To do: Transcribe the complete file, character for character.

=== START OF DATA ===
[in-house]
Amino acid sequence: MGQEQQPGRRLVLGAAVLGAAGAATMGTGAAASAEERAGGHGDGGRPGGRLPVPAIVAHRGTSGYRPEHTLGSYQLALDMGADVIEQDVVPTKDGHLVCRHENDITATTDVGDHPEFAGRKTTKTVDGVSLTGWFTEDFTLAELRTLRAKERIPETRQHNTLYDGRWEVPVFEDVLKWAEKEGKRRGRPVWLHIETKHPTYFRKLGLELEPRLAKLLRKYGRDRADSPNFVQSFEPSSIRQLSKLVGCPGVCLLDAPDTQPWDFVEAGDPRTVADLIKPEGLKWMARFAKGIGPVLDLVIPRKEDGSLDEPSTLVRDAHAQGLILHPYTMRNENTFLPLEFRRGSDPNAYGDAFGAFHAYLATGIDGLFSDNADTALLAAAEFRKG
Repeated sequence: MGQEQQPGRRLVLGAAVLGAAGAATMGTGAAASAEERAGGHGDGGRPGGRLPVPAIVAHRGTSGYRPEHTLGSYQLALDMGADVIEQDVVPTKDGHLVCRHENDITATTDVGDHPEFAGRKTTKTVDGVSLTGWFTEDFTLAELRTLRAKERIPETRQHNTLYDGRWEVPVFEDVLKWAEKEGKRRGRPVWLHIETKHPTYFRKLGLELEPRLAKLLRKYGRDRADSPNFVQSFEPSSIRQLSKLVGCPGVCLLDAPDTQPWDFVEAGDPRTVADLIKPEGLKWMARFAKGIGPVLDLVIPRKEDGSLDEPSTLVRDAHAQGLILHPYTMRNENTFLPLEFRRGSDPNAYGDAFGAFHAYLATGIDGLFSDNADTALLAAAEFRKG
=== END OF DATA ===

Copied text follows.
[in-house]
Amino acid sequence: MGQEQQPGRRLVLGAAVLGAAGAATMGTGAAASAEERAGGHGDGGRPGGRLPVPAIVAHRGTSGYRPEHTLGSYQLALDMGADVIEQDVVPTKDGHLVCRHENDITATTDVGDHPEFAGRKTTKTVDGVSLTGWFTEDFTLAELRTLRAKERIPETRQHNTLYDGRWEVPVFEDVLKWAEKEGKRRGRPVWLHIETKHPTYFRKLGLELEPRLAKLLRKYGRDRADSPNFVQSFEPSSIRQLSKLVGCPGVCLLDAPDTQPWDFVEAGDPRTVADLIKPEGLKWMARFAKGIGPVLDLVIPRKEDGSLDEPSTLVRDAHAQGLILHPYTMRNENTFLPLEFRRGSDPNAYGDAFGAFHAYLATGIDGLFSDNADTALLAAAEFRKG
Repeated sequence: MGQEQQPGRRLVLGAAVLGAAGAATMGTGAAASAEERAGGHGDGGRPGGRLPVPAIVAHRGTSGYRPEHTLGSYQLALDMGADVIEQDVVPTKDGHLVCRHENDITATTDVGDHPEFAGRKTTKTVDGVSLTGWFTEDFTLAELRTLRAKERIPETRQHNTLYDGRWEVPVFEDVLKWAEKEGKRRGRPVWLHIETKHPTYFRKLGLELEPRLAKLLRKYGRDRADSPNFVQSFEPSSIRQLSKLVGCPGVCLLDAPDTQPWDFVEAGDPRTVADLIKPEGLKWMARFAKGIGPVLDLVIPRKEDGSLDEPSTLVRDAHAQGLILHPYTMRNENTFLPLEFRRGSDPNAYGDAFGAFHAYLATGIDGLFSDNADTALLAAAEFRKG